“We had a choice of Gary Kolb or Mike Shannon,” Braves general manager John McHale told the St. Louis Post-Dispatch.

Kolb produced a .403 on-base percentage (26 hits, 22 walks) with the 1963 Cardinals. He also batted .500 (9-for-18) against the Braves that year. Shannon batted .308 (eight hits) for the 1963 Cardinals.

“We asked 15 people, some with the Braves and others who were friends of mine in baseball, which one they preferred,” McHale said. “It was 14-to-1 in favor of Kolb.”

McHale said Walter Shannon, a former Cardinals farm director who had joined the Indians’ scouting staff, cast the lone vote for Mike Shannon. A couple of St. Louis natives, Walter and Mike were not related, but those Shannons stuck together.

Taking advantage

The trade of Uecker to the Cardinals for Kolb and Coker was made on April 9, five days before the Cardinals opened the season.

Cardinals consultant Branch Rickey rated Kolb a top prospect and opposed the deal made by general manager Bing Devine. According to the book, “October 1964,” when Uecker introduced himself to Rickey in the Cardinals’ clubhouse, Rickey replied, “I didn’t want you. I wouldn’t trade a hundred Bob Ueckers for one Gary Kolb.”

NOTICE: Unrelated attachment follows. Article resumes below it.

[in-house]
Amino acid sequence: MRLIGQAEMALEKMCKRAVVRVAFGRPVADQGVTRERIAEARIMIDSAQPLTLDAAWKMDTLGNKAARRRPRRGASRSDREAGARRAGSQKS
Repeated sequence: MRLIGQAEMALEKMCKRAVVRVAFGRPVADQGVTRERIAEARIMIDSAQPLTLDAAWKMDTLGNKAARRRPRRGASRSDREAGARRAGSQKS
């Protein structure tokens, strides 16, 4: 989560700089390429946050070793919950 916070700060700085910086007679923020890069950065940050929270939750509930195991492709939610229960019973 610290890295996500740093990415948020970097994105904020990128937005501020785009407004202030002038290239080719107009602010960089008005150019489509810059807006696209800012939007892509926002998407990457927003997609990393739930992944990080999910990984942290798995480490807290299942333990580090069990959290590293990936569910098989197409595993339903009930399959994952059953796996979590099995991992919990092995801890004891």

Uecker, though, gave the 1964 Cardinals the defense they desired. He threw out 38 percent of runners attempting to steal. By comparison, McCarver’s rate was 29 percent. Uecker also contributed a game-winning hit against the Braves in the pennant stretch.

Shannon hardly played early in the 1964 season. He had three at-bats and struck out each time. The Cardinals sent him to their Jacksonville farm club in early May. Called back to the majors in July, Shannon took over in right field and drove in 43 runs in 88 games. He also hit a home run against Yankees ace Whitey Ford in Game 1 of the World Series.

Kolb hit .188 with no home runs in 64 at-bats for the 1964 Braves and was traded to the Mets in July 1965.

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Sparky Anderson had a hand in convincing the Cardinals to stick with Julian Javier as their second baseman.